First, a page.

Upgrades Planned at Loviisa Nuclear Power Plant as Part of Life Extension

Fortum, a Nordic energy company with headquarters in Espoo, Finland, near Helsinki, and offices in 10 other countries, announced that it will modernize the Loviisa nuclear power plant’s low-pressure turbines. The project will start in 2026 as part of lifetime extension-related investments at the site.

The Lovissa plant is a dual-unit facility with a total net capacity of about 1,014 MW (Figure 1). Unit 1 was commissioned in 1977 and Unit 2 in 1980. The plant is located about 100 kilometers east of Helsinki and provided about 10% of Finland’s electricity production in 2023, with the units operating at capacity factors of 89.79% and 92.32%, respectively. The modernization of the turbines is expected to increase the total capacity of the plant by approximately 38 MW.

1. The Lovissa nuclear power plant is a dual-unit facility with a total net capacity of about 1,014 MW. Courtesy: Fortum

In February 2023, the Finnish government granted a new operating license for the power plant until 2050. As a result, Fortum expects to perform continuous improvements to ensure reliable electricity production for at least the next 26 years. Fortum said it has invested approximately €200 million in refurbishing the Loviisa power plant over the past five years, and it estimated that investments related to the lifetime extension will amount to about €1 billion by 2050.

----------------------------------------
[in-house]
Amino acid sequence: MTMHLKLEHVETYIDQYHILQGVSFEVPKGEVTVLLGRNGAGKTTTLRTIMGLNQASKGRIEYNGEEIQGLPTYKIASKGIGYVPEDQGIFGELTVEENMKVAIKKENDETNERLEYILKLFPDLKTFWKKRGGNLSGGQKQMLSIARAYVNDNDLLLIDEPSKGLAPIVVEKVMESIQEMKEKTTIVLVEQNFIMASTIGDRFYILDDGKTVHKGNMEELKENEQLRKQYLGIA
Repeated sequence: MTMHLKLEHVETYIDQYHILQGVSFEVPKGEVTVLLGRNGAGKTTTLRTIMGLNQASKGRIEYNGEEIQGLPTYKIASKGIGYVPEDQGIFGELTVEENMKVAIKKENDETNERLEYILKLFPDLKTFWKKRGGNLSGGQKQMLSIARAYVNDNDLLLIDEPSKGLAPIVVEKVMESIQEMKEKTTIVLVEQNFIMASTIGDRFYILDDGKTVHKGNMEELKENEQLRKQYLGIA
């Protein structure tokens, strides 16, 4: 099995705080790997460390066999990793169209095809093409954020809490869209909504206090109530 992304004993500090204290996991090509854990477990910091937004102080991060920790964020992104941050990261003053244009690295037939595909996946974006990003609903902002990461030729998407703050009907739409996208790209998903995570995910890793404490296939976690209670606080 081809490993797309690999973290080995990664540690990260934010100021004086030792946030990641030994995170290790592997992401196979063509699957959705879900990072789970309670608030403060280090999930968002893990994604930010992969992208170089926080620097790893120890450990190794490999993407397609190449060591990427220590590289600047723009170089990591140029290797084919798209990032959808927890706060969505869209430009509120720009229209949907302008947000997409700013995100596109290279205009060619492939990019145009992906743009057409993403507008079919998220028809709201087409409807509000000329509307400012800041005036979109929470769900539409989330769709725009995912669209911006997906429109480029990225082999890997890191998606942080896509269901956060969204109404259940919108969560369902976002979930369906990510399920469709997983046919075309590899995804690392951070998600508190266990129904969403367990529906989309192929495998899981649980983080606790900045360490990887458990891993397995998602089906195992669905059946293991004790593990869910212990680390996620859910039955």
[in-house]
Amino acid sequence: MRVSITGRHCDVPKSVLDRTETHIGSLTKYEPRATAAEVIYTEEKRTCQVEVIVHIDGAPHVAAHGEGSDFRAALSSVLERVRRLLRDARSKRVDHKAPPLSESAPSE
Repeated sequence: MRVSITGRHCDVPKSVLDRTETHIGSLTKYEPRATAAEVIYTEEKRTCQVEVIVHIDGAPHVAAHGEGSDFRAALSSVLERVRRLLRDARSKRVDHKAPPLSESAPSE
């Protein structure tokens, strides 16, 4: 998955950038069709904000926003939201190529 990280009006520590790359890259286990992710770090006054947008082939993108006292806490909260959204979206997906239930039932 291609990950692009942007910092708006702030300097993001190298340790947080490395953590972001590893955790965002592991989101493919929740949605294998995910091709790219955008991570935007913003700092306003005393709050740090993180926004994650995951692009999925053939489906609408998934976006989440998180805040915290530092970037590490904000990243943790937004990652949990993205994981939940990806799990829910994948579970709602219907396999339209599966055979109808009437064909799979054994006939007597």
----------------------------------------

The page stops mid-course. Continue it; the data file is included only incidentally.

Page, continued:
“Extending the lifetime of the power plant is a major investment with a positive impact—both economically and in terms of employment. Modernizing the low-pressure turbines is our first significant investment in preparation for the lifetime extension. Our aim is for the power plant to operate during the new operating license period just as stably, reliably, and safely as it has so far,” Sasu Valkamo, senior vice president of the Loviisa power plant, said in a statement.

Doosan Škoda Power was selected as the supplier for the low-pressure turbine job. The modernization will be carried out in conjunction with normal annual outages. In the turbine project, eight low-pressure turbine housings and their internal parts will be renewed. This particular modernization is targeting only the turbines, so it won’t impact the reactor plant or nuclear safety. The project is expected to significantly improve the efficiency of the turbine plant’s electricity production without increasing the thermal output of the reactor.

“Doosan Škoda Power is a seasoned turbine supplier, and we have good experiences working with them. In our previous modernization project, Doosan Škoda Power also supplied us with high-pressure turbines,” Valkamo said.

Radek Trněný, head of Sales Nuclear at Doosan Škoda Power, said, “Fortum is our long-term customer and we are very proud to be part of this new important modernization project at the Loviisa nuclear power plant. Nuclear power is a strategic segment for us, and this contract is further confirmation that we are on the right track.”

Doosan Škoda Power is a leading global manufacturer and supplier of power plant machinery, especially steam turbine-generator sets with outputs between 3 MW and 1,200 MW. The company is part of the Doosan Group, which supplies technologies and services to customers all over the world.

Fortum, meanwhile, has more than 150 power plants in its fleet. In addition to the Lovissa plant, Fortum also owns shares in Olkiluoto Units 1, 2, and 3, Oskarshamn Unit 3, and Forsmark Units 1, 2, and 3. Fortum also has hydro, combined heat and power (CHP), solar, and wind power plants. It touts a 98% CO2-free electricity generation portfolio. It is the third-largest power generator in the Nordic countries and one of the leading heat producers globally.

Aaron Larson is POWER’s executive editor (@POWERmagazine).

SHARE this article